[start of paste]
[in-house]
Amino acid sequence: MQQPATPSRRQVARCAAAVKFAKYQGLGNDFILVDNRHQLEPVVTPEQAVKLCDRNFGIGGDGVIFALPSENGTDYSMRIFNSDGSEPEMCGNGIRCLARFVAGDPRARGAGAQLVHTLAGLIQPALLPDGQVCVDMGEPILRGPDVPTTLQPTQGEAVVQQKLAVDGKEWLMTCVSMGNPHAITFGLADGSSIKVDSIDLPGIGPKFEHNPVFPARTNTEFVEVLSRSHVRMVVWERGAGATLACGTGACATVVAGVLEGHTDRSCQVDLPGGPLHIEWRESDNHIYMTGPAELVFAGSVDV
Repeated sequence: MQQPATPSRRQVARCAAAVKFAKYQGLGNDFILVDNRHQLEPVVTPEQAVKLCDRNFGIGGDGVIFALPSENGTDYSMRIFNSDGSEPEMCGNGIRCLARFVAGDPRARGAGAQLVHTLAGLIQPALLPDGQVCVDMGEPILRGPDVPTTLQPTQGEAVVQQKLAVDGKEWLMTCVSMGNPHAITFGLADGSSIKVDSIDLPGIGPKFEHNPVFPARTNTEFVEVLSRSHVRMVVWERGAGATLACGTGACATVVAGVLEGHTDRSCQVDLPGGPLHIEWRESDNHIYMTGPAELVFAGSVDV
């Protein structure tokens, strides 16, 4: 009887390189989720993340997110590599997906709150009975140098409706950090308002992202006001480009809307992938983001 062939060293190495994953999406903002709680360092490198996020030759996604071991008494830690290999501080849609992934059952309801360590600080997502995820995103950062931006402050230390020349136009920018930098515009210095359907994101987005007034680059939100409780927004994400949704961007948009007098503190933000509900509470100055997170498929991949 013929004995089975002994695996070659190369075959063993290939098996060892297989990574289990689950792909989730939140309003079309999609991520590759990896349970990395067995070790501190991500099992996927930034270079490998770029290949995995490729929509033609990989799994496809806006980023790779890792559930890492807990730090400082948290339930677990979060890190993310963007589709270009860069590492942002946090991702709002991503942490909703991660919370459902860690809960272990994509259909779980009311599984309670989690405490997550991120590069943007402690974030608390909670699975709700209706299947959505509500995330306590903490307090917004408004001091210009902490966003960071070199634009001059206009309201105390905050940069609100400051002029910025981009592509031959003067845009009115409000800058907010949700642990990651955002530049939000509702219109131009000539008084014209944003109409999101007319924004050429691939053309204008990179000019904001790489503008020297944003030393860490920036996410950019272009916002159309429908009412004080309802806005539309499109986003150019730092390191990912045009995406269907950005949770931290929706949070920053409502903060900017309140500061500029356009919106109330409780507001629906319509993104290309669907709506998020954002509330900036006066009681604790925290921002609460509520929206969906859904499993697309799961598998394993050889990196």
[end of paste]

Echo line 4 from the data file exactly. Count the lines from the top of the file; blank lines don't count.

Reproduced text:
């Protein structure tokens, strides 16, 4: 009887390189989720993340997110590599997906709150009975140098409706950090308002992202006001480009809307992938983001 062939060293190495994953999406903002709680360092490198996020030759996604071991008494830690290999501080849609992934059952309801360590600080997502995820995103950062931006402050230390020349136009920018930098515009210095359907994101987005007034680059939100409780927004994400949704961007948009007098503190933000509900509470100055997170498929991949 013929004995089975002994695996070659190369075959063993290939098996060892297989990574289990689950792909989730939140309003079309999609991520590759990896349970990395067995070790501190991500099992996927930034270079490998770029290949995995490729929509033609990989799994496809806006980023790779890792559930890492807990730090400082948290339930677990979060890190993310963007589709270009860069590492942002946090991702709002991503942490909703991660919370459902860690809960272990994509259909779980009311599984309670989690405490997550991120590069943007402690974030608390909670699975709700209706299947959505509500995330306590903490307090917004408004001091210009902490966003960071070199634009001059206009309201105390905050940069609100400051002029910025981009592509031959003067845009009115409000800058907010949700642990990651955002530049939000509702219109131009000539008084014209944003109409999101007319924004050429691939053309204008990179000019904001790489503008020297944003030393860490920036996410950019272009916002159309429908009412004080309802806005539309499109986003150019730092390191990912045009995406269907950005949770931290929706949070920053409502903060900017309140500061500029356009919106109330409780507001629906319509993104290309669907709506998020954002509330900036006066009681604790925290921002609460509520929206969906859904499993697309799961598998394993050889990196």